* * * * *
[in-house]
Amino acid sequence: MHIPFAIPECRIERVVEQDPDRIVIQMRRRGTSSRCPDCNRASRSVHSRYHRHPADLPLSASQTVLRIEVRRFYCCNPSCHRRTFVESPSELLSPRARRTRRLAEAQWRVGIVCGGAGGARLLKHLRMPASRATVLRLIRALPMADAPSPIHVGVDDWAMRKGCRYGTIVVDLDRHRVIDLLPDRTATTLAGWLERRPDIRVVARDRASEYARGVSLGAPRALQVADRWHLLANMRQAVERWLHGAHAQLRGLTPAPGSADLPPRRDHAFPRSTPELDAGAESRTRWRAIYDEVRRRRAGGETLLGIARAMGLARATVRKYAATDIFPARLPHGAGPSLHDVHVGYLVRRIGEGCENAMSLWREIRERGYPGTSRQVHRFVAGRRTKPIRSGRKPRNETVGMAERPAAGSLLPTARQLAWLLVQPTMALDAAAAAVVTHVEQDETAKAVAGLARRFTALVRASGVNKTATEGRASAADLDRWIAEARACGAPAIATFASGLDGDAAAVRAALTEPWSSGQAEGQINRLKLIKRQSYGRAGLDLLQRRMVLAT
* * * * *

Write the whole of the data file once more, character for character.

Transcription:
[in-house]
Amino acid sequence: MHIPFAIPECRIERVVEQDPDRIVIQMRRRGTSSRCPDCNRASRSVHSRYHRHPADLPLSASQTVLRIEVRRFYCCNPSCHRRTFVESPSELLSPRARRTRRLAEAQWRVGIVCGGAGGARLLKHLRMPASRATVLRLIRALPMADAPSPIHVGVDDWAMRKGCRYGTIVVDLDRHRVIDLLPDRTATTLAGWLERRPDIRVVARDRASEYARGVSLGAPRALQVADRWHLLANMRQAVERWLHGAHAQLRGLTPAPGSADLPPRRDHAFPRSTPELDAGAESRTRWRAIYDEVRRRRAGGETLLGIARAMGLARATVRKYAATDIFPARLPHGAGPSLHDVHVGYLVRRIGEGCENAMSLWREIRERGYPGTSRQVHRFVAGRRTKPIRSGRKPRNETVGMAERPAAGSLLPTARQLAWLLVQPTMALDAAAAAVVTHVEQDETAKAVAGLARRFTALVRASGVNKTATEGRASAADLDRWIAEARACGAPAIATFASGLDGDAAAVRAALTEPWSSGQAEGQINRLKLIKRQSYGRAGLDLLQRRMVLAT